The Missouri Department of Elementary and Secondary Education released a statement clarifying that the “unfortunate situation” is because “of the student’s change in residency.”
“Even if the family's new St. Louis County school district participated in the transfer program, the student would still not be able to transfer. This situation stems from the 1980 U.S. Court of Appeals ruling that the St. Louis City and County schools were maintaining segregated systems. In 1983, the schools reached a Desegregation Settlement Agreement allowing African-American students to transfer into primarily white suburban school districts and for non-African American students to attend St. Louis schools. The goal was to try to balance the racial makeup of the city and county schools,” the statement read.The mother says: “The only thing I would really like out of this whole outcome are that the guidelines be revised for all children. I don’t think a factor of race should determine if a kid should be able to go to school or not, or the guidelines should have some leeway for how to deal with situations like this.... I don’t want any other families to go through what we’re going through.”
Legally, the question is whether the St. Louis City and County schools has eliminated the vestiges of de jure segregation. That's the compelling government interest that is seen as justifying the ongoing discrimination. After that, continued race discrimination, just for race balancing, violates the Equal Protection Clause, according to the 2006 Supreme Court case Parents Involved v. Seattle School District. That was a 5-4 case, and I think a new liberal majority would be eager to overrule or limit it.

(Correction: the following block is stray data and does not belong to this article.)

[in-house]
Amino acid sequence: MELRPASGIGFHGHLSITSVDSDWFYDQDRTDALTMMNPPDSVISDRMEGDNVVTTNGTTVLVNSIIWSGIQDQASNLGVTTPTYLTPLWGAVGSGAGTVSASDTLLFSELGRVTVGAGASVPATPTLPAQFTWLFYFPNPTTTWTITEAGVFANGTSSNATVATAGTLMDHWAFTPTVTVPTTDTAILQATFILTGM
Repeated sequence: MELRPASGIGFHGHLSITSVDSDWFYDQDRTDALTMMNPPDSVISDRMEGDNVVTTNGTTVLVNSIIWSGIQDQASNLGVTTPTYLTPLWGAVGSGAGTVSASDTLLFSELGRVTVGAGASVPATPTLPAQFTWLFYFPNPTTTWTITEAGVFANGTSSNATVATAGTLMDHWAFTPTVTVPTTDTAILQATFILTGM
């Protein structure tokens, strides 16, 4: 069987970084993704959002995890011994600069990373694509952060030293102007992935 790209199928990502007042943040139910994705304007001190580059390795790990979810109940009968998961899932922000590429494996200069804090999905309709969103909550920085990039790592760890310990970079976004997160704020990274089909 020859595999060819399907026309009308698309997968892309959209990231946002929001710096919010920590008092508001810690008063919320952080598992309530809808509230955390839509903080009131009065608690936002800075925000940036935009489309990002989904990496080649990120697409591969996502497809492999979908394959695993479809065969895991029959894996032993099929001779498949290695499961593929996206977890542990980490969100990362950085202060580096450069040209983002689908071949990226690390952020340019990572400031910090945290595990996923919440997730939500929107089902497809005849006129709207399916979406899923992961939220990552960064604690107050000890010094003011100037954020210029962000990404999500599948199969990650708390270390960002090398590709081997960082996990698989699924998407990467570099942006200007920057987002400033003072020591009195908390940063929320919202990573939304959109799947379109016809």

As the mother says, a fix involving "some leeway" for "situations like this" could preserve the overall integration plan. The "situation like this" is a child who is already attending the school, who wants to continue, even as his family moves out of the district.
ADDED: Here's a NYT article by Emily Bazelon suggesting the perspective a new liberal majority would be likely to take on the school desegregation problem. Excerpt:
Justice Stephen Breyer sounded a sad and grim note of dissent [in Parents Involved]. Pointing out that the court was rejecting student-assignment plans that the districts had designed to stave off de facto resegregation, Breyer wrote that “to invalidate the plans under review is to threaten the promise of Brown.” By invoking Brown v. Board of Education, the court’s landmark 1954 civil rights ruling, Breyer accused the majority of abandoning a touchstone in the country’s efforts to overcome racial division. “This is a decision that the court and the nation will come to regret,” he concluded.
Breyer’s warning, along with even more dire predictions from civil rights groups, helped place the court’s ruling at the center of the liberal indictment of the Roberts court. In Louisville, too, the court’s verdict met with resentment. Last fall, I asked Pat Todd, the assignment director for the school district of Jefferson County, which encompasses Louisville and its suburbs, whether any good could come of the ruling. She shook her head so hard that strands of blond hair loosened from her bun. “No,” she said with uncharacteristic exasperation, “we’re already doing what we should be.”